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'Our shot selection was wrong'

Last updated on: June 14, 2011 16:59 IST

'Our shot selection was wrong'

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Indian skipper Suresh Raina blamed his batsmen's poor shot selection and failure to build partnerships for the massive 103-run loss to the West Indies in the fourth one-dayer.

"Credit to the Windies for batting well. But we did not bat well at all, to be honest," Raina said after the match.

- Scorecard

"Our shot selection was wrong, we had no partnerships. Rohit (Sharma) was there, but I and Yusuf (Pathan) got out at that time.

"There was no partnership. Batsmen have to be there when chasing a total like 240-245. And the West Indies played well in the batting powerplay," he lamented. 

Chasing 250, the Indians, who lead the five-match series 3-1, were all out for 146, giving the West Indies their first win.


Image: Suresh Raina
Photographs: Reuters
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'We kept losing wickets'

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Raina said the plan to attack leg-spinner Anthony Martin, who took a career-best haul of 4-36, backfired badly. 

"We decided to take on the leg-spinner (Anthony Martin) but we kept losing wickets," said Raina. 

India lost their last nine wickets for 105 runs and swiftly went down with 11 overs to spare.

Martin did most of the damage, claiming the vital scalps of Virat Kohli and Suresh Raina in the middle overs.

"We needed at least two stands of 50 runs each. We had a good start but the rest didn't build on it," Raina explained. 

The West Indies' bowlers bowled a fair deal of short-pitched deliveries, but India's bowling coach Eric Simmons wasn't ready to concede that it softened up his batsmen.

"I don't think short-pitched bowling is any issue with this team. It's not as if we lost only because we were softened up (by them)," he said.

"Sometimes when a series is lost there is not much to play for; a team is more relaxed and they tend to do well, which is exactly what the West Indies did."


Image: Suresh Raina

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'We will try to play to our potential in Jamaica'

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A contributing factor was India's often poor bowling, especially that of Ishant Sharma, who went for 60 runs from his 10 overs.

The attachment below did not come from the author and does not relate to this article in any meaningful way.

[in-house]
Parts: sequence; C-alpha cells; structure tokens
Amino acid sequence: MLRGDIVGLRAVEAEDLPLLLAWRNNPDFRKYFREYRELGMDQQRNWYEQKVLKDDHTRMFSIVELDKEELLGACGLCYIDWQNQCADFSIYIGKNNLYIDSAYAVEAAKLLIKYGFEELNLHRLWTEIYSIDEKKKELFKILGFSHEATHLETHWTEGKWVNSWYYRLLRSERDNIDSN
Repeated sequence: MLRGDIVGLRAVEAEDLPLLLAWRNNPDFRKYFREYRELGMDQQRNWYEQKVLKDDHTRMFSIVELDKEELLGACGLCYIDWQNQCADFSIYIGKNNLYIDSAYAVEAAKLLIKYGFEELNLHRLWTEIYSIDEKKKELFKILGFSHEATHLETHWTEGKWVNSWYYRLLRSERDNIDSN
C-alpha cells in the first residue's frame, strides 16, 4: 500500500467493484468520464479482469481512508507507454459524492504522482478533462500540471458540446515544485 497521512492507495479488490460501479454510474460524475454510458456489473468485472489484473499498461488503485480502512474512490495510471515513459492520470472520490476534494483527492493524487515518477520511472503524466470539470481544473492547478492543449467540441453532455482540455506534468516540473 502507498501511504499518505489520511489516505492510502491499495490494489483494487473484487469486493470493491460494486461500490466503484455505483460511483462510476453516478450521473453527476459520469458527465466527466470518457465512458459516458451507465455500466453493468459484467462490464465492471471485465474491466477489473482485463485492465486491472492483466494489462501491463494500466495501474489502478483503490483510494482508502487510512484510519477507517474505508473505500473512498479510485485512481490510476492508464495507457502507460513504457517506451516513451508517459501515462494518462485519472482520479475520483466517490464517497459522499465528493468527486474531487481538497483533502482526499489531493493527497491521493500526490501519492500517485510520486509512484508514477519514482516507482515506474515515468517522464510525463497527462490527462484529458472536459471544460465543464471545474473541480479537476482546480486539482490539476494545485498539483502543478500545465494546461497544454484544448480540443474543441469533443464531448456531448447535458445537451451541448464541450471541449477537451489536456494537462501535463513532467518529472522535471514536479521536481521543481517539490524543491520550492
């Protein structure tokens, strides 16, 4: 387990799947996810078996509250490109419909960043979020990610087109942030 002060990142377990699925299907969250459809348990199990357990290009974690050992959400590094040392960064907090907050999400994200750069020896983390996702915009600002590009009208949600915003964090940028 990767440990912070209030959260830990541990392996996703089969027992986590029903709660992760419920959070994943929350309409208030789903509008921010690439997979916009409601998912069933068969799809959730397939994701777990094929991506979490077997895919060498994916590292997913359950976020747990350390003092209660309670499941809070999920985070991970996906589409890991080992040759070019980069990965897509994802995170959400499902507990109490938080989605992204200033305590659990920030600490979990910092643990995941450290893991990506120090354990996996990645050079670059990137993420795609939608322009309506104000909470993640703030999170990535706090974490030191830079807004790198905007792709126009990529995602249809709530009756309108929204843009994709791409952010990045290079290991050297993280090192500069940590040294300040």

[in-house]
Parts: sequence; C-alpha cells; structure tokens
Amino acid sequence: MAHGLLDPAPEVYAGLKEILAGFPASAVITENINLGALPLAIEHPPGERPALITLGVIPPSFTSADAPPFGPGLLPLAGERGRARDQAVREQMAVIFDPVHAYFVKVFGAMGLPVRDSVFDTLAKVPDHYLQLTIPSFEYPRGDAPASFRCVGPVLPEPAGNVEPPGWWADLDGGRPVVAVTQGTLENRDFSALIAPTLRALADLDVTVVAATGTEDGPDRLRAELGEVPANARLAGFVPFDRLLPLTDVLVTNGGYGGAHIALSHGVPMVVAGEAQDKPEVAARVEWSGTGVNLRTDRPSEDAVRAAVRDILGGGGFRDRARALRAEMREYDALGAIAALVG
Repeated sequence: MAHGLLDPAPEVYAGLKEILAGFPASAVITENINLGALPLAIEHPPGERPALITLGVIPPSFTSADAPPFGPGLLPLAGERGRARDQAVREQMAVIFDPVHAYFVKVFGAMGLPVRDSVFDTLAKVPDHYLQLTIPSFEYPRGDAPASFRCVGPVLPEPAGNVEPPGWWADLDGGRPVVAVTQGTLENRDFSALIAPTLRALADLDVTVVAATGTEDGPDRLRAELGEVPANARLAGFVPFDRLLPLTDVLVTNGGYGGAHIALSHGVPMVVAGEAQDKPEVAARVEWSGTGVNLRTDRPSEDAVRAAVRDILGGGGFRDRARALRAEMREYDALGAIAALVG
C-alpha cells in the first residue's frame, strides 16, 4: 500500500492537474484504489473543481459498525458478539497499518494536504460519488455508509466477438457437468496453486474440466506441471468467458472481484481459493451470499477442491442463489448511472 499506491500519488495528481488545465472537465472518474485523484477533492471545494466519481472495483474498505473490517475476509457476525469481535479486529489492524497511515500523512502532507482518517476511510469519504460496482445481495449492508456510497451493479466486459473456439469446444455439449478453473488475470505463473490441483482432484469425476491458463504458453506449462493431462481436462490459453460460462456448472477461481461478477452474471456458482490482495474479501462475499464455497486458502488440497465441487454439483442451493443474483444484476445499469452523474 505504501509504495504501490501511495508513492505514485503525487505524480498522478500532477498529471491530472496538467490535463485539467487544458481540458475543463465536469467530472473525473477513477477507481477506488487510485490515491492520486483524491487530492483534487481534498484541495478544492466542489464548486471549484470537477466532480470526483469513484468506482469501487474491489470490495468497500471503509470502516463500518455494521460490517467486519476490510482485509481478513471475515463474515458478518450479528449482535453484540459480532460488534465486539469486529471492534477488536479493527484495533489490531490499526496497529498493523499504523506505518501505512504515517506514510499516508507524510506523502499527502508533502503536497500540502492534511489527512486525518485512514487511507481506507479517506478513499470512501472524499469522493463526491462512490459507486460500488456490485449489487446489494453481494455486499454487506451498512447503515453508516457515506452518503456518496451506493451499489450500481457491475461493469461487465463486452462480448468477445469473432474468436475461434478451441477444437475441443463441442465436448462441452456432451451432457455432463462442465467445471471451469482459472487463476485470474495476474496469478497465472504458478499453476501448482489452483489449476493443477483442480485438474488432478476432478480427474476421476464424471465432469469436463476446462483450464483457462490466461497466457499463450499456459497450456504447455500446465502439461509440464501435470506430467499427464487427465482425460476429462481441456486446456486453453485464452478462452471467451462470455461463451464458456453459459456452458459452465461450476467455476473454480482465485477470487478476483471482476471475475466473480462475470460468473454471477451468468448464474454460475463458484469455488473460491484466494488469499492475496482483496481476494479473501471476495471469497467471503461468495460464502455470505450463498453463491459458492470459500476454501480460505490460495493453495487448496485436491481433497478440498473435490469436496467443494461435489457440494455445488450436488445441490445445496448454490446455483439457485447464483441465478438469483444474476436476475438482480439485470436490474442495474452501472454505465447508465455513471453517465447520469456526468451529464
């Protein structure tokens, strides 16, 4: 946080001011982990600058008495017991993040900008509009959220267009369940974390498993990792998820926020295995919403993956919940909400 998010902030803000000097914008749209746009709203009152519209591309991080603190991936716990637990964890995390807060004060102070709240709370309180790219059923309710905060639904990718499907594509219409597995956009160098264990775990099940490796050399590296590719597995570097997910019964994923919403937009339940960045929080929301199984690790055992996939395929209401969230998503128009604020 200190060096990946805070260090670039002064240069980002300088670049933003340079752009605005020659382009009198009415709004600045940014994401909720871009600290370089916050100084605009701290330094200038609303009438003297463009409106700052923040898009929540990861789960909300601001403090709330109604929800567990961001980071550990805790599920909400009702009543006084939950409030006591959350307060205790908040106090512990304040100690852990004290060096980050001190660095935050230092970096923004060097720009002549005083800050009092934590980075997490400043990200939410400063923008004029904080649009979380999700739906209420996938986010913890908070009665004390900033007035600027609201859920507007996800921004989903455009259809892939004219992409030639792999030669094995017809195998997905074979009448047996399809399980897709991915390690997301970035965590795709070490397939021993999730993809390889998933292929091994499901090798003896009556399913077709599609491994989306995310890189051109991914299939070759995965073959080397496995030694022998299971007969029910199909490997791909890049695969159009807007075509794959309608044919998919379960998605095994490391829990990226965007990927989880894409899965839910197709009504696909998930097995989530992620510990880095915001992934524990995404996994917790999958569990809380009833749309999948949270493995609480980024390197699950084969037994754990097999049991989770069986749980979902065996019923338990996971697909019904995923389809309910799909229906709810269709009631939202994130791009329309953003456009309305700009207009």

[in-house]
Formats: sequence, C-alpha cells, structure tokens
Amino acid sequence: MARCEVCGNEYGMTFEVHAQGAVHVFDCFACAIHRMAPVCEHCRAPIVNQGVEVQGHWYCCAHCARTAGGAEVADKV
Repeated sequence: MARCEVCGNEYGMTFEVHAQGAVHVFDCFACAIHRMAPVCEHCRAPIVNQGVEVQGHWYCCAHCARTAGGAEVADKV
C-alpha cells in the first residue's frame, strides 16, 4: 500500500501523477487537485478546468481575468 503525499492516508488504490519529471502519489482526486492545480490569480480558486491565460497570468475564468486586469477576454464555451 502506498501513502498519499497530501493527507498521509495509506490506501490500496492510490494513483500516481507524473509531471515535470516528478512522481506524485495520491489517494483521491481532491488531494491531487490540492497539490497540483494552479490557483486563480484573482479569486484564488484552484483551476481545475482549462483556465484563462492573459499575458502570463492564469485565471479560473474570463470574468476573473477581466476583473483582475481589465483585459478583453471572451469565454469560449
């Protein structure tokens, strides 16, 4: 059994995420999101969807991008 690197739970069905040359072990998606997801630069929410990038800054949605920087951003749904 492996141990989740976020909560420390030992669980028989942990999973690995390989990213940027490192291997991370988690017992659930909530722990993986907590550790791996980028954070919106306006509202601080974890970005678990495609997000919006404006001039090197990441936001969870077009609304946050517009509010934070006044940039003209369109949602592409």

"I wouldn't say so. He's been aggressive and has come here after a very good IPL," retorted Simmons. 

"He has bowled in good areas, in right channels and bowled with a lot of focus in the nets," he added. 

Simmons also mentioned the policy of this team to play to its strengths, especially when it comes to bowling.

"We play with a plan which suits our bowlers. There is no point in trying to be someone else. We play to our strength; try to put pressure from both ends and develop a momentum for the side."

Raina was asked some pointed questions on the continuing failure of Yusuf Pathan and Subramaniam Badrinath, as well as opener Shikhar Dhawan. 

"We will see how the team combination works (in Jamaica). We have to play the first Test there also, so we will try to play to our potential. The thing with batting is that you need to build partnership, you have to respect good line and length."


Image: Suresh Raina

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'You watch Dravid, Dhoni and learn'

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Despite the defeat, Raina's captaincy so far is very encouraging.

First, coach Duncan Fletcher, and now Simmons is very impressed with the way Raina rotated his bowlers and set up his field.

Raina said he learnt a lot watching how Rahul Dravid and Mahendra Singh Dhoni would go about their task as a captain.

"You watch them and learn how to be positive; how to play to your strength and how to cope with tough situations."

Raina didn't forget to praise the West Indies for the comeback they managed in Antigua. 

"One needs to give them credit. They played good cricket. It's been a good comeback for them," he said.


Image: Suresh Raina

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